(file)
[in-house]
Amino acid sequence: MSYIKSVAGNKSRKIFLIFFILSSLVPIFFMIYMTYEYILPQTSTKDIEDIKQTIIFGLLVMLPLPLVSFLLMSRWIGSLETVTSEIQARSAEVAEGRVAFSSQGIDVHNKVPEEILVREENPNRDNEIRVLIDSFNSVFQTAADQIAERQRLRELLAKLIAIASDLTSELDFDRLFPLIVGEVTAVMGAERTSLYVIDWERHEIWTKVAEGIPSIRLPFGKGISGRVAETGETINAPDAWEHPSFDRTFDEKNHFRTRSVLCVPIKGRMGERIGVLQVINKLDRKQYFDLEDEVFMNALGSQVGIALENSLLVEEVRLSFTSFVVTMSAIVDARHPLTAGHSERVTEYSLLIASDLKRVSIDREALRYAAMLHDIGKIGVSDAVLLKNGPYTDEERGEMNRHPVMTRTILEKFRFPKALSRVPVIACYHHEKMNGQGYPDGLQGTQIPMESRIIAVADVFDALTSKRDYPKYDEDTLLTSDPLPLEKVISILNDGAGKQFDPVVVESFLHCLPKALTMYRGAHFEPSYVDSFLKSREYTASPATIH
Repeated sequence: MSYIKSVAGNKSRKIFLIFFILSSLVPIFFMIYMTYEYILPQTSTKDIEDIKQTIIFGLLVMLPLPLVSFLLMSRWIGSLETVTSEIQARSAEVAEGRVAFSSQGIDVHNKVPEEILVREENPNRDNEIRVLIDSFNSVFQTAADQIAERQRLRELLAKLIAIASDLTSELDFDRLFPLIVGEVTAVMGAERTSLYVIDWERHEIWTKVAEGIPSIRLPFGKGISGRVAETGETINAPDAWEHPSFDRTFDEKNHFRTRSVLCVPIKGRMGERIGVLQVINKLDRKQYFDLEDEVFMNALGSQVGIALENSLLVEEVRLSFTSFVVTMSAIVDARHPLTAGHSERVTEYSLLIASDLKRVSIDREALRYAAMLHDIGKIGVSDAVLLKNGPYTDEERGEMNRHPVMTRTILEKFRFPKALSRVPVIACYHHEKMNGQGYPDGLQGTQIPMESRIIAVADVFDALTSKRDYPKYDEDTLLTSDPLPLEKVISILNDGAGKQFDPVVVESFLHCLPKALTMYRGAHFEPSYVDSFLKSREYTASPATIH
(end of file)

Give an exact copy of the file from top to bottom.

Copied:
[in-house]
Amino acid sequence: MSYIKSVAGNKSRKIFLIFFILSSLVPIFFMIYMTYEYILPQTSTKDIEDIKQTIIFGLLVMLPLPLVSFLLMSRWIGSLETVTSEIQARSAEVAEGRVAFSSQGIDVHNKVPEEILVREENPNRDNEIRVLIDSFNSVFQTAADQIAERQRLRELLAKLIAIASDLTSELDFDRLFPLIVGEVTAVMGAERTSLYVIDWERHEIWTKVAEGIPSIRLPFGKGISGRVAETGETINAPDAWEHPSFDRTFDEKNHFRTRSVLCVPIKGRMGERIGVLQVINKLDRKQYFDLEDEVFMNALGSQVGIALENSLLVEEVRLSFTSFVVTMSAIVDARHPLTAGHSERVTEYSLLIASDLKRVSIDREALRYAAMLHDIGKIGVSDAVLLKNGPYTDEERGEMNRHPVMTRTILEKFRFPKALSRVPVIACYHHEKMNGQGYPDGLQGTQIPMESRIIAVADVFDALTSKRDYPKYDEDTLLTSDPLPLEKVISILNDGAGKQFDPVVVESFLHCLPKALTMYRGAHFEPSYVDSFLKSREYTASPATIH
Repeated sequence: MSYIKSVAGNKSRKIFLIFFILSSLVPIFFMIYMTYEYILPQTSTKDIEDIKQTIIFGLLVMLPLPLVSFLLMSRWIGSLETVTSEIQARSAEVAEGRVAFSSQGIDVHNKVPEEILVREENPNRDNEIRVLIDSFNSVFQTAADQIAERQRLRELLAKLIAIASDLTSELDFDRLFPLIVGEVTAVMGAERTSLYVIDWERHEIWTKVAEGIPSIRLPFGKGISGRVAETGETINAPDAWEHPSFDRTFDEKNHFRTRSVLCVPIKGRMGERIGVLQVINKLDRKQYFDLEDEVFMNALGSQVGIALENSLLVEEVRLSFTSFVVTMSAIVDARHPLTAGHSERVTEYSLLIASDLKRVSIDREALRYAAMLHDIGKIGVSDAVLLKNGPYTDEERGEMNRHPVMTRTILEKFRFPKALSRVPVIACYHHEKMNGQGYPDGLQGTQIPMESRIIAVADVFDALTSKRDYPKYDEDTLLTSDPLPLEKVISILNDGAGKQFDPVVVESFLHCLPKALTMYRGAHFEPSYVDSFLKSREYTASPATIH